International Polar Year Conference

IPY GeoNorth

API GéoNord

The First International Circumpolar Conference on Geospatial Sciences and applications was held in Yellowknife, N.W.T., Canada from August 20-24, 2007

The Conference organized by the Mapping Services Branch, Earth Sciences Sector, Natural Resources Canada in cooperation with the Canadian Institute of Geomatics and the North West Territories Geomatics Centre was a very successful event.

Over 170 participants from 13 countries, met in Yellowknife to share knowledge, technologies and practical experiences essential to the important adaptation and development processes for the Arctic and its Northern communities.

Over 30 participants represented northern communities and aboriginal groups and discussed with many scientists and professionals the opportunities which can be provided by geospatial technologies and systems.

Senior officials form most of the Circumpolar Nations (except Russia) were present to discuss the need for an Arctic Spatial Data Infrastructure as an important building block and base for future development and adaptation.

They agreed to develop a "Yellowknife Declaration", an agreement to pursue a common and cooperative strategy to contribute to Arctic Spatial Data Infrastructure. The core concept of this initiative is based on a series of presentations and panel discussions chaired by Fraser Taylor (Carleton University, a leader in the Antarctic Spatial Data Infrastructure) and Jean Thie (President of EcoInformatics International and Executive Director of the Canadian Institute of Geomatics.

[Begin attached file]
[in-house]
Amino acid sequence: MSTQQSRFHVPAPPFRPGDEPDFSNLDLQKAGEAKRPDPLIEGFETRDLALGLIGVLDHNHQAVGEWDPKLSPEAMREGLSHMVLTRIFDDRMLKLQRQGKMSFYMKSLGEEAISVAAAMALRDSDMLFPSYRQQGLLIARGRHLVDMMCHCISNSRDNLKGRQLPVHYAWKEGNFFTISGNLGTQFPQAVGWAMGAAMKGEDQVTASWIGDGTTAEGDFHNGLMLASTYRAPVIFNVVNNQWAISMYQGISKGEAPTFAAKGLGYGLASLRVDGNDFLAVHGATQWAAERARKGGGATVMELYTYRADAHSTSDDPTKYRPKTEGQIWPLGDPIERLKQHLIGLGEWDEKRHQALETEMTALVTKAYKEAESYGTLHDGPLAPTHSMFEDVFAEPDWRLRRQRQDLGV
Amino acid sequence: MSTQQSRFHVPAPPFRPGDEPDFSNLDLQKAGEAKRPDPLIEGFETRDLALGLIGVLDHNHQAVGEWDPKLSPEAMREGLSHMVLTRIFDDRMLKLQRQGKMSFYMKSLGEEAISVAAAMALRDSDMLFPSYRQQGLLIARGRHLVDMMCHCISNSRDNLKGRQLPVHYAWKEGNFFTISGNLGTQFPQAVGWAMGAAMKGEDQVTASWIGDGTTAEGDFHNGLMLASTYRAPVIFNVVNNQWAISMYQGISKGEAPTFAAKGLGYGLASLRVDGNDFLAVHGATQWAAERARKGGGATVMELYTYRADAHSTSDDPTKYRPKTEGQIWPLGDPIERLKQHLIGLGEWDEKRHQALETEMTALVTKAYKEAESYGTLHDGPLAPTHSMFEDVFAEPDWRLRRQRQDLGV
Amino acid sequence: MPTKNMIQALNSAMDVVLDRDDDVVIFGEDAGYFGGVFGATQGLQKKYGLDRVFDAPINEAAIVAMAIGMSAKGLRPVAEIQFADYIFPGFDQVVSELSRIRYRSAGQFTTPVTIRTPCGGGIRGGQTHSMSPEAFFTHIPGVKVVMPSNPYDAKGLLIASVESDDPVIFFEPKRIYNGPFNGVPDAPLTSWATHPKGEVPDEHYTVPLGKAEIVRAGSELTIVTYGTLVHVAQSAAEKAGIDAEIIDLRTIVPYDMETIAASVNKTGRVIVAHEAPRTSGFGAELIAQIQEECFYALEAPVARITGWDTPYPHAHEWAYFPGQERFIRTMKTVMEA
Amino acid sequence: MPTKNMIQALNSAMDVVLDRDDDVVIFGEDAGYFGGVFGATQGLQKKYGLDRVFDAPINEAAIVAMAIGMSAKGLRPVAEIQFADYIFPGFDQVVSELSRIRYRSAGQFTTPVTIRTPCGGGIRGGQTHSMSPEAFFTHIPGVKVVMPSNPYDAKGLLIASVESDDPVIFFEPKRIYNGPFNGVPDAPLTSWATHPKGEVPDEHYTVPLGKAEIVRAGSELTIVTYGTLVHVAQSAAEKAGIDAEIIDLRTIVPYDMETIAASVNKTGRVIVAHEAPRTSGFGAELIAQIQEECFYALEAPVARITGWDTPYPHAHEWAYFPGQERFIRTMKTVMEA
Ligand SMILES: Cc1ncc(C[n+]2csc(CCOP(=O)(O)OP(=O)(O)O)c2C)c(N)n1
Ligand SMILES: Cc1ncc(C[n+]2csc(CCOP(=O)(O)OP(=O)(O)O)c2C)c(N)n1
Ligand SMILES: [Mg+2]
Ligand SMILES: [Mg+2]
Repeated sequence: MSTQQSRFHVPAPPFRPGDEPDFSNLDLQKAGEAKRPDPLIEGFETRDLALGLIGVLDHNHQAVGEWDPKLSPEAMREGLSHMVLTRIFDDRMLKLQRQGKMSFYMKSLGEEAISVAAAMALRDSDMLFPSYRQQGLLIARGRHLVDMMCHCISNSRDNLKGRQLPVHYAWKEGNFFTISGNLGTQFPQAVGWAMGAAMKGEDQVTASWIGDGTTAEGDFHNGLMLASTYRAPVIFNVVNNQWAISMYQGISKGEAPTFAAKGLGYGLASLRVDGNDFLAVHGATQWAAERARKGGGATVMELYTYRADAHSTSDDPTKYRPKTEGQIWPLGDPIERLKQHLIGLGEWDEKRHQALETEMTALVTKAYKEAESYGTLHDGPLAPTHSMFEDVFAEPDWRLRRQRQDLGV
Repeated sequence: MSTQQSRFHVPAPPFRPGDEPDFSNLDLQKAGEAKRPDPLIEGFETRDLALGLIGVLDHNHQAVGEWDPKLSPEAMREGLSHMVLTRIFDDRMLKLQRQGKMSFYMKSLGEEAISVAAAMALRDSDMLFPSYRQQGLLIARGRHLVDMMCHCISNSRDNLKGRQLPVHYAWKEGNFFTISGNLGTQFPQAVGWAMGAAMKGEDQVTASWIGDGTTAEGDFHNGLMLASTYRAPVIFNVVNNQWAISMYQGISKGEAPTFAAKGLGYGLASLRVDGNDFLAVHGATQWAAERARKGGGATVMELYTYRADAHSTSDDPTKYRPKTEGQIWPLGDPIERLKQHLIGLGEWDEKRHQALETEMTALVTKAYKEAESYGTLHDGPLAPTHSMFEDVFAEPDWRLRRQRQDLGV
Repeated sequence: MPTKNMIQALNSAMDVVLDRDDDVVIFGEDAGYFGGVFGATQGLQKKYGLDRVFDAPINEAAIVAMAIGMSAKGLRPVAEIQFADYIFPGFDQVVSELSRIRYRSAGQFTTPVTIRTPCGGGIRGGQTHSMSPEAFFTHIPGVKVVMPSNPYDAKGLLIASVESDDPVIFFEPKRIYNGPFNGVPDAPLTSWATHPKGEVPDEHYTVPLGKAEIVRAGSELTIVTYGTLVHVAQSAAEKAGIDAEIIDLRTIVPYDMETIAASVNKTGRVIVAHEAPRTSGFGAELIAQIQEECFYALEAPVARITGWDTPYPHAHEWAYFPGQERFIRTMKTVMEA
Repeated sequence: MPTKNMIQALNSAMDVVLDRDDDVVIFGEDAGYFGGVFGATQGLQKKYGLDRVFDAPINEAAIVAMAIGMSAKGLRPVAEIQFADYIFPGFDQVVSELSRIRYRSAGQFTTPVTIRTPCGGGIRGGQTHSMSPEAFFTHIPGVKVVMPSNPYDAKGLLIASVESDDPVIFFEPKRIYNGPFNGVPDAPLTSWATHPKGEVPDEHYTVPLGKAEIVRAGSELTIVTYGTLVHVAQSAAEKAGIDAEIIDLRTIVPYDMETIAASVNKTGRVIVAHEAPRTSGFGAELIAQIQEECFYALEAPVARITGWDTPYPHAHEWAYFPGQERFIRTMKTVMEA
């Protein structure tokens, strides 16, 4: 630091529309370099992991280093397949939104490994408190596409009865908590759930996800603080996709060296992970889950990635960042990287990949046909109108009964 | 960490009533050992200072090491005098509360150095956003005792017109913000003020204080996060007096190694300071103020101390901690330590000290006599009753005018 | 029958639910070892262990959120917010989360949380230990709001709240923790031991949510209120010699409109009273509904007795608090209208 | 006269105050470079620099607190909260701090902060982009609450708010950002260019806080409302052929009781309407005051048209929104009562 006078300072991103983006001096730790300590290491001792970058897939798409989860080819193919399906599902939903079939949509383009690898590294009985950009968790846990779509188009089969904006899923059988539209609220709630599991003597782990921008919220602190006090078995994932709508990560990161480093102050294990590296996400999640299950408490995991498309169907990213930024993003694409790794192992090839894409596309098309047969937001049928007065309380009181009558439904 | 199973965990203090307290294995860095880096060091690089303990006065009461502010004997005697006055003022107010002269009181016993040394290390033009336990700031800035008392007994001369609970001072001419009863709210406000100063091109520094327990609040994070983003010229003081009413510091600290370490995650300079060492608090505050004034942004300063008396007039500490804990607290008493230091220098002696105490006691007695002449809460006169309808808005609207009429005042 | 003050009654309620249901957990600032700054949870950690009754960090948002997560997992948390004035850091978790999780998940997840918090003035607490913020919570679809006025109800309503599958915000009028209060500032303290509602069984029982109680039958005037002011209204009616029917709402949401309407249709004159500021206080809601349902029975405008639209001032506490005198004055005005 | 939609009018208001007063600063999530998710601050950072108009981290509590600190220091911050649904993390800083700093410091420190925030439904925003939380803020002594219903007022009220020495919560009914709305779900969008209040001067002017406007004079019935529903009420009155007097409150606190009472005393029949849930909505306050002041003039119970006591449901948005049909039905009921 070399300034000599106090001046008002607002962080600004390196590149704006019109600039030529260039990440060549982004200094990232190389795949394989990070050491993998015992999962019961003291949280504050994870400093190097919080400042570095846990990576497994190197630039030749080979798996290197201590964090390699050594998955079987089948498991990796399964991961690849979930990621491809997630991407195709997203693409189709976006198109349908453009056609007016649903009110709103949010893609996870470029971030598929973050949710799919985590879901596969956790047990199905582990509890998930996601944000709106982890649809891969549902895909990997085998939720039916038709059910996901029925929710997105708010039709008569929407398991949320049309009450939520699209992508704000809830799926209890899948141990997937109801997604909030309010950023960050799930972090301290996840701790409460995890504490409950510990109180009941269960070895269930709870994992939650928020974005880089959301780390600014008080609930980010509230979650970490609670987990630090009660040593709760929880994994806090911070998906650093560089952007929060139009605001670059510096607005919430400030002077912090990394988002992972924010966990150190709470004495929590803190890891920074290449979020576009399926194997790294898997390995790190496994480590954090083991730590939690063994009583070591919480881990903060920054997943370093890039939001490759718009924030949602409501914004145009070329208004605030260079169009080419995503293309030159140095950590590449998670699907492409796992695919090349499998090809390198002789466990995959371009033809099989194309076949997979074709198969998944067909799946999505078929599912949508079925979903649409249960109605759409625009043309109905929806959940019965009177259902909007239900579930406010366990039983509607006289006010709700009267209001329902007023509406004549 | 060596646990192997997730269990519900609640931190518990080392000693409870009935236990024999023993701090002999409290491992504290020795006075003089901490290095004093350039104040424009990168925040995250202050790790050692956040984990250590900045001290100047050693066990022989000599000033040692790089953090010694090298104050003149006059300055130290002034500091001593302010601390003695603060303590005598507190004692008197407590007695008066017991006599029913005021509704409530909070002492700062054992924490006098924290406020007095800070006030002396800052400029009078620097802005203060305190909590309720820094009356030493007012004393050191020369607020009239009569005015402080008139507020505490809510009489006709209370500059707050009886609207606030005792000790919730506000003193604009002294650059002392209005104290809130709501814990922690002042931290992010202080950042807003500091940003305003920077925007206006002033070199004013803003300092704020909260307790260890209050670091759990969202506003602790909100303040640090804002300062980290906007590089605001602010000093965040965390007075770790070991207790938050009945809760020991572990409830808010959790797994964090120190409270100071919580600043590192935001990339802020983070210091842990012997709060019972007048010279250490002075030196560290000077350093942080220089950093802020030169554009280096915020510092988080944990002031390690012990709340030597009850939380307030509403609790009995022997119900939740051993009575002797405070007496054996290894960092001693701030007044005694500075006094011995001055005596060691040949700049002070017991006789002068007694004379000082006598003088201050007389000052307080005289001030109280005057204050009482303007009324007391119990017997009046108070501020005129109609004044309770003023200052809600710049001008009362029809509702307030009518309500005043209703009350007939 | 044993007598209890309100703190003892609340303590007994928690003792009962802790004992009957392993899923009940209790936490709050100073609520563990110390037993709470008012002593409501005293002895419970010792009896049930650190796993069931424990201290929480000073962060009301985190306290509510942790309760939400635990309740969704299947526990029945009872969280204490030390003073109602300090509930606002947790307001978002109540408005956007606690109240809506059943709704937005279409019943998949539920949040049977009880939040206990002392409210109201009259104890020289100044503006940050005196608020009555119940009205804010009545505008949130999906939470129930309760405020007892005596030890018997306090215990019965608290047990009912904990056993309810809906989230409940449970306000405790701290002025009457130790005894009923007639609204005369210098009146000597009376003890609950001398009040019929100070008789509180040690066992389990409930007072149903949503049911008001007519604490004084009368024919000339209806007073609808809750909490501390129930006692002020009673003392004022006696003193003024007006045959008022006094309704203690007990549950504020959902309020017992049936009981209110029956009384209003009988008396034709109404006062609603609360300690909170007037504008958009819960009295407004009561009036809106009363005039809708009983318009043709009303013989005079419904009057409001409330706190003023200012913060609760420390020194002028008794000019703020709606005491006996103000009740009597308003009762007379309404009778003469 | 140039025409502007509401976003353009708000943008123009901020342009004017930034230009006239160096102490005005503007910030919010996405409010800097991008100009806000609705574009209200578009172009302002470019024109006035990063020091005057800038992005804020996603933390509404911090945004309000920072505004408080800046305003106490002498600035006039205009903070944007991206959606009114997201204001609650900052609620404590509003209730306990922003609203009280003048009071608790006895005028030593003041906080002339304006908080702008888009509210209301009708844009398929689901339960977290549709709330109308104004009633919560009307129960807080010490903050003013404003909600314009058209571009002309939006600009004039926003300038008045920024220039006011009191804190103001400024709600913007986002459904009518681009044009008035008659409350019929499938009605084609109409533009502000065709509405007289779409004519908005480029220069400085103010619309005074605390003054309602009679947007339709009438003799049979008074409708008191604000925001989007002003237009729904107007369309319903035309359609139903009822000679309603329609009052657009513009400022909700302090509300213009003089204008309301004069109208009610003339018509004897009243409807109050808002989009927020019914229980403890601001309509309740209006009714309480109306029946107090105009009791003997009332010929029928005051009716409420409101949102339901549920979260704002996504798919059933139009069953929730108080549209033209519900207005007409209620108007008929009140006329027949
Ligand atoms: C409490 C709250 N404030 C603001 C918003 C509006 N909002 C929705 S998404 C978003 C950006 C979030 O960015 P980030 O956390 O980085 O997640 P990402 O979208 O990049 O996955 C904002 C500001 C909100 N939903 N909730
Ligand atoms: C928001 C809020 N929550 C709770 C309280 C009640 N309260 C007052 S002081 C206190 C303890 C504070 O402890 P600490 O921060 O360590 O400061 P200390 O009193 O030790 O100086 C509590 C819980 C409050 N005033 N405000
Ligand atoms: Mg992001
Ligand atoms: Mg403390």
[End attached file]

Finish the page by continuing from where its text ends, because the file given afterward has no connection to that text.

Panel members included:

  • Barbara Ryan and Doug Nebert, USA
  • Roy Mellum, Norway
  • Jarmo Ratia and Heli Ursin, Finland
  • Per Syren, Sweden
  • Lola Bahl, Denmark
  • Jeff Labonte, Canada
  • Fraser Taylor, Canada

The Conference was preceded by the IEEE/ ISPRS/ OGC GEOSS Workshop discussing The GEOSS user interface: the impact of climate change and variability on biodiversity and energy in the arctic. This GEOSS workshop formed an important contribution to the ASDI road map discussions

Conference Topics and Conference at a Glance

  • Development of arctic geospatial infrastructures for northern regions
  • Earth observation data and typical challenges for northern regions
  • Geospatial knowledge Infrastructures for the North, including traditional knowledge and practices
  • Geospatial information in support of geosciences, environmental studies and cultural heritage of the North
  • Geospatial data and tools for change monitoring and land management
  • Horizontal and vertical reference systems
  • Training and capacity building in geospatial information and technologies for indigenous groups.

List of papers to be presented

Results from the workshop discussions and selected Conference papers was published in Geomatica the Journal of the Canadian Institute of Geomatics focused on geospatial information science, technology and practice.

Partners and sponsors include the International Polar Year (IPY), the International Society of Photogrammetry and Remote Sensing (ISPRS), the International Cartographic Association (ICA), International Standards Organization (ISO/TC 211), and the Open Geospatial Consortium Inc.

Yellowknife,conference town and capital of Canada's Northwest Territories did not exist before 1936. The oblique aerial photo was taken as part of a systematic aerial survey program to map Canada's extensive northern lands. The same image perspective was reconstructed with Google Earth imagery showing the state of development in "2007". Just off the photos to the right, on the east side of Yellowknife Bay, is the First Nations community of Dettah which was settled around the 1800's.[+]



Exploring the Arctic Spatial Data Infrastructure Road Map



Google Earth & Ecosystem Change


Yellowknife 1936 and 2007